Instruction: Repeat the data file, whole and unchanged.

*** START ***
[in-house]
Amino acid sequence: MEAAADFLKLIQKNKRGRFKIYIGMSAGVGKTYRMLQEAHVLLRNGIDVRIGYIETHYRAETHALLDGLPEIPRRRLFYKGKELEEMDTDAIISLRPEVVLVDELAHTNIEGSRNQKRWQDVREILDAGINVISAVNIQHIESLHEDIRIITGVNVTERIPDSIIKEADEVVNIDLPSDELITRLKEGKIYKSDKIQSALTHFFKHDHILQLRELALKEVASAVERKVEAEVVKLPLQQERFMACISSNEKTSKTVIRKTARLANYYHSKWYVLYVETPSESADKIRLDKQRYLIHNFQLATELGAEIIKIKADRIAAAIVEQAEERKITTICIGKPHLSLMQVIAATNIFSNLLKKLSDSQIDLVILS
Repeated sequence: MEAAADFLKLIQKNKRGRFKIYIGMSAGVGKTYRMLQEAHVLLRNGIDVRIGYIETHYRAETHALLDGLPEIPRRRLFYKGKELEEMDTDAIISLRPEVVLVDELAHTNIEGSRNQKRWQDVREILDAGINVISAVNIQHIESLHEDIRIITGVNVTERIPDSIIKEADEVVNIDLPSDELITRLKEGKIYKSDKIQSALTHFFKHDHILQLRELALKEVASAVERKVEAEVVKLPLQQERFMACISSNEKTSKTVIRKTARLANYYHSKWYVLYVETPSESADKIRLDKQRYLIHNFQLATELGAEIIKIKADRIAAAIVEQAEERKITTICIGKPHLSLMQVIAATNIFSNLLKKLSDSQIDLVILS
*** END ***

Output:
[in-house]
Amino acid sequence: MEAAADFLKLIQKNKRGRFKIYIGMSAGVGKTYRMLQEAHVLLRNGIDVRIGYIETHYRAETHALLDGLPEIPRRRLFYKGKELEEMDTDAIISLRPEVVLVDELAHTNIEGSRNQKRWQDVREILDAGINVISAVNIQHIESLHEDIRIITGVNVTERIPDSIIKEADEVVNIDLPSDELITRLKEGKIYKSDKIQSALTHFFKHDHILQLRELALKEVASAVERKVEAEVVKLPLQQERFMACISSNEKTSKTVIRKTARLANYYHSKWYVLYVETPSESADKIRLDKQRYLIHNFQLATELGAEIIKIKADRIAAAIVEQAEERKITTICIGKPHLSLMQVIAATNIFSNLLKKLSDSQIDLVILS
Repeated sequence: MEAAADFLKLIQKNKRGRFKIYIGMSAGVGKTYRMLQEAHVLLRNGIDVRIGYIETHYRAETHALLDGLPEIPRRRLFYKGKELEEMDTDAIISLRPEVVLVDELAHTNIEGSRNQKRWQDVREILDAGINVISAVNIQHIESLHEDIRIITGVNVTERIPDSIIKEADEVVNIDLPSDELITRLKEGKIYKSDKIQSALTHFFKHDHILQLRELALKEVASAVERKVEAEVVKLPLQQERFMACISSNEKTSKTVIRKTARLANYYHSKWYVLYVETPSESADKIRLDKQRYLIHNFQLATELGAEIIKIKADRIAAAIVEQAEERKITTICIGKPHLSLMQVIAATNIFSNLLKKLSDSQIDLVILS